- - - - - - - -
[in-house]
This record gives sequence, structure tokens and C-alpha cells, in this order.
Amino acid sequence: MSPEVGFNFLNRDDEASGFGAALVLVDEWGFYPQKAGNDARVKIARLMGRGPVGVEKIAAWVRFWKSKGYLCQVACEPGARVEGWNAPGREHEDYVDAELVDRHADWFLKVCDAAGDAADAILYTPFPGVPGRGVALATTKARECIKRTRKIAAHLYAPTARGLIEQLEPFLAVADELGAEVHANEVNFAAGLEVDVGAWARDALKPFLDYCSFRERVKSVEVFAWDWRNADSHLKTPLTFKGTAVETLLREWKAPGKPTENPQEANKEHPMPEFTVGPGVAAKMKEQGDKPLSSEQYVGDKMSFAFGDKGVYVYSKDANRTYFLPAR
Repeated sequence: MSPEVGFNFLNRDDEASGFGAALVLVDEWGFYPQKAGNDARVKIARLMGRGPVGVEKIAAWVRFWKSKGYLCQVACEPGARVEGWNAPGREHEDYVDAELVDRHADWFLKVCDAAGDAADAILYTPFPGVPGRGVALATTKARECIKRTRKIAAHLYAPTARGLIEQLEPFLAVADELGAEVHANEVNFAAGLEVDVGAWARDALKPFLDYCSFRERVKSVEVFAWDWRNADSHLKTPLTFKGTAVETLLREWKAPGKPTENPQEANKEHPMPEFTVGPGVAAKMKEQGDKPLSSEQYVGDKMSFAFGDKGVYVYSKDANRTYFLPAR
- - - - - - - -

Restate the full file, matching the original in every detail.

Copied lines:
[in-house]
This record gives sequence, structure tokens and C-alpha cells, in this order.
Amino acid sequence: MSPEVGFNFLNRDDEASGFGAALVLVDEWGFYPQKAGNDARVKIARLMGRGPVGVEKIAAWVRFWKSKGYLCQVACEPGARVEGWNAPGREHEDYVDAELVDRHADWFLKVCDAAGDAADAILYTPFPGVPGRGVALATTKARECIKRTRKIAAHLYAPTARGLIEQLEPFLAVADELGAEVHANEVNFAAGLEVDVGAWARDALKPFLDYCSFRERVKSVEVFAWDWRNADSHLKTPLTFKGTAVETLLREWKAPGKPTENPQEANKEHPMPEFTVGPGVAAKMKEQGDKPLSSEQYVGDKMSFAFGDKGVYVYSKDANRTYFLPAR
Repeated sequence: MSPEVGFNFLNRDDEASGFGAALVLVDEWGFYPQKAGNDARVKIARLMGRGPVGVEKIAAWVRFWKSKGYLCQVACEPGARVEGWNAPGREHEDYVDAELVDRHADWFLKVCDAAGDAADAILYTPFPGVPGRGVALATTKARECIKRTRKIAAHLYAPTARGLIEQLEPFLAVADELGAEVHANEVNFAAGLEVDVGAWARDALKPFLDYCSFRERVKSVEVFAWDWRNADSHLKTPLTFKGTAVETLLREWKAPGKPTENPQEANKEHPMPEFTVGPGVAAKMKEQGDKPLSSEQYVGDKMSFAFGDKGVYVYSKDANRTYFLPAR